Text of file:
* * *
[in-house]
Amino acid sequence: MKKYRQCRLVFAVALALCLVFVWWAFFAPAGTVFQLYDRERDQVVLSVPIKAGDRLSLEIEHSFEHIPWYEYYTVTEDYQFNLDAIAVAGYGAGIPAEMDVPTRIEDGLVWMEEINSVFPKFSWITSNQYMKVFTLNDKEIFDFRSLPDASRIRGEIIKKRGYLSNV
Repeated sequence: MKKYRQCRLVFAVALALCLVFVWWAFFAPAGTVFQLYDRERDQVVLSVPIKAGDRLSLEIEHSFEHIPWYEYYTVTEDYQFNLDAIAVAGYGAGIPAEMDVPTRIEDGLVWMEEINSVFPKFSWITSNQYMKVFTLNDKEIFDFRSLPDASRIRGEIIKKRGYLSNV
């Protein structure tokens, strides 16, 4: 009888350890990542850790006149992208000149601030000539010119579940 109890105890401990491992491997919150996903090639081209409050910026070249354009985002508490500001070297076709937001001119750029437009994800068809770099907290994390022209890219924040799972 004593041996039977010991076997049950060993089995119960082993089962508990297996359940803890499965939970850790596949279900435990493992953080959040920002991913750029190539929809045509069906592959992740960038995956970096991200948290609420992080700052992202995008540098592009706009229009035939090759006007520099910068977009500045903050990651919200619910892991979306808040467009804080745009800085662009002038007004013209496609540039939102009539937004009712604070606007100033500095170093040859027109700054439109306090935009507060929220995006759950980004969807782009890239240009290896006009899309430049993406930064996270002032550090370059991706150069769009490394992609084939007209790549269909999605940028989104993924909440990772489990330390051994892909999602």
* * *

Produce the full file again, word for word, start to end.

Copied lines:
[in-house]
Amino acid sequence: MKKYRQCRLVFAVALALCLVFVWWAFFAPAGTVFQLYDRERDQVVLSVPIKAGDRLSLEIEHSFEHIPWYEYYTVTEDYQFNLDAIAVAGYGAGIPAEMDVPTRIEDGLVWMEEINSVFPKFSWITSNQYMKVFTLNDKEIFDFRSLPDASRIRGEIIKKRGYLSNV
Repeated sequence: MKKYRQCRLVFAVALALCLVFVWWAFFAPAGTVFQLYDRERDQVVLSVPIKAGDRLSLEIEHSFEHIPWYEYYTVTEDYQFNLDAIAVAGYGAGIPAEMDVPTRIEDGLVWMEEINSVFPKFSWITSNQYMKVFTLNDKEIFDFRSLPDASRIRGEIIKKRGYLSNV
């Protein structure tokens, strides 16, 4: 009888350890990542850790006149992208000149601030000539010119579940 109890105890401990491992491997919150996903090639081209409050910026070249354009985002508490500001070297076709937001001119750029437009994800068809770099907290994390022209890219924040799972 004593041996039977010991076997049950060993089995119960082993089962508990297996359940803890499965939970850790596949279900435990493992953080959040920002991913750029190539929809045509069906592959992740960038995956970096991200948290609420992080700052992202995008540098592009706009229009035939090759006007520099910068977009500045903050990651919200619910892991979306808040467009804080745009800085662009002038007004013209496609540039939102009539937004009712604070606007100033500095170093040859027109700054439109306090935009507060929220995006759950980004969807782009890239240009290896006009899309430049993406930064996270002032550090370059991706150069769009490394992609084939007209790549269909999605940028989104993924909440990772489990330390051994892909999602």